4. Find the address. Look closely at the individual lot that belonged to your family, if you can identify it from the house or lot number (deeds may have lot numbers on them). You’ll likely be able to see the property boundary lines with measurements, along with the dimensions and footprint of buildings on the lot. Some details, such as as the building use, construction or whether it had asbestos or fire escapes, may be explained in Sanborn’s colorful map keys, like the one shown here from the Library of Congress website.

5. Check out the neighborhood. What kinds of buildings or features surrounded your family’s home? What schools, churches, factories, and other local institutions may have served your ancestors, and how far away were they? If you know where a relative worked, do you see the workplace nearby?

6. Compare maps from year to year. During the time your family lived there, the neighborhood likely evolved. There may have been new housing, business, road layouts, street names and numbering, and property use. You may see over time that an outbuilding was built, then transformed from a stable to a garage.

7. Use these details to create a description of your family’s everyday surroundings. Did they live in a brownstone duplex, frame home, or tall apartment building? Did their five-story walk-up have fire escapes? How close was their home to their neighbors’ home? How large was the lot, and what kinds of outbuildings were there? What kinds of buildings or features surrounded the property? How far away were the amenities they needed for daily life?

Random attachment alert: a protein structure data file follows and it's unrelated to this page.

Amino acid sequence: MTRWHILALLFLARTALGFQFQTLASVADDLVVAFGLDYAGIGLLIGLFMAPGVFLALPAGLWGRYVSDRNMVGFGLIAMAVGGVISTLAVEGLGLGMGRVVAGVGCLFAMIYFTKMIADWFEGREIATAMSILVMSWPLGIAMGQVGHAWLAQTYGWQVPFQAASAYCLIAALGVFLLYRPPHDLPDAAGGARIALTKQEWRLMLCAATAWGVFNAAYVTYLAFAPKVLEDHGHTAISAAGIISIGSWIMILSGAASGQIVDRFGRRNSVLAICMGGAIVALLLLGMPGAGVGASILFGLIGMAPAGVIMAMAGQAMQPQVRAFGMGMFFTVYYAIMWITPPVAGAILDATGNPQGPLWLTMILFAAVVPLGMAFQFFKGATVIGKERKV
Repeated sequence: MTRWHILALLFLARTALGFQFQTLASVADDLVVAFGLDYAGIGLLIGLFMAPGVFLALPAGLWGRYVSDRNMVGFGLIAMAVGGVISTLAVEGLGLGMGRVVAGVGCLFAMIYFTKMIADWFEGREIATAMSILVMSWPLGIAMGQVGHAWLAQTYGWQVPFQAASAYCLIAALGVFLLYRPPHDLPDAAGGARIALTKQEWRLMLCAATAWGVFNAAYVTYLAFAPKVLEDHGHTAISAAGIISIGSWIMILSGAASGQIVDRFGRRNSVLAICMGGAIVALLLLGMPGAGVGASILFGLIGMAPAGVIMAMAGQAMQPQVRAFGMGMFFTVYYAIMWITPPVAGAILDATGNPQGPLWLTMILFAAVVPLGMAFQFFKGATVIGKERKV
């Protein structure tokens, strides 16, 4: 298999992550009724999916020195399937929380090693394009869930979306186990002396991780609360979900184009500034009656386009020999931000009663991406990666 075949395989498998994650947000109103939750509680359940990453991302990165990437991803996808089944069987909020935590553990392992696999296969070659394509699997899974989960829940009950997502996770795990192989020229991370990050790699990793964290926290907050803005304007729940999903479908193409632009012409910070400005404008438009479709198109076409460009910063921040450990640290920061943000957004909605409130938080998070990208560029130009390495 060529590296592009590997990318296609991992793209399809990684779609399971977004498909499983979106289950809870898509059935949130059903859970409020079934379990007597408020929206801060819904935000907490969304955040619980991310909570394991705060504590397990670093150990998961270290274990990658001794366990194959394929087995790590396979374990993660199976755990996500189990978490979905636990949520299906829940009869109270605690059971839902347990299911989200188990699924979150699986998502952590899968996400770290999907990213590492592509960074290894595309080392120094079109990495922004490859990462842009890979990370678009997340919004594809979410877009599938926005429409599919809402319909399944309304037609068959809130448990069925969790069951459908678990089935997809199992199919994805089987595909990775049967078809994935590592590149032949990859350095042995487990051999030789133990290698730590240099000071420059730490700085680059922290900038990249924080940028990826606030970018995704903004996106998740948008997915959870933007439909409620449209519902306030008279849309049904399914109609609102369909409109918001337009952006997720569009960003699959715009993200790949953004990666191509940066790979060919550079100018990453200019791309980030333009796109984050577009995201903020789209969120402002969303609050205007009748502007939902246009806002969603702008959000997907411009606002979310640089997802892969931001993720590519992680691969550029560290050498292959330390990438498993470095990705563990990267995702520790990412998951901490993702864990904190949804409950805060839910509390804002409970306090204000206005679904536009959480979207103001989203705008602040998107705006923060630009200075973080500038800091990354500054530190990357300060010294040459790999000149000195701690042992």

8. Note additional records to check. Do you see a nearby church, school, funeral home, cemetery or another institution that may have created records about your family? Follow up by looking for their records. (Click here to read my favorite online search strategies for finding records.)

Where to find Sanborn fire insurance maps online

Now we come to some excellent news. The Library of Congress now has over 25,000 digitized Sanborn fire insurance map sheets online! The collection description says these sheets come “from over 3,000 city sets online in the following states: AK, AL, AZ, CA, CO, CT, DC, DE, GA, ID, IL, IN, KY, LA, MA, MD, ME, MI, MO, MS, NC, ND, NE, NH, NJ, NV, OH, OK, PA, SD, TX, VA, VT, WY and Canada, Mexico, Cuba sugar warehouses, and U.S. whiskey warehouses.”

That’s fantastic, and the Library of Congress says more are coming. Recently they announced that over the next three years,  they will be adding new map sheets every month until all 50 states are covered from the 1880s through the 1960s! By the end of the project, half a million Sanborn fire insurance map sheets will be online. So it will be worth checking back periodically to see if the maps you want are there.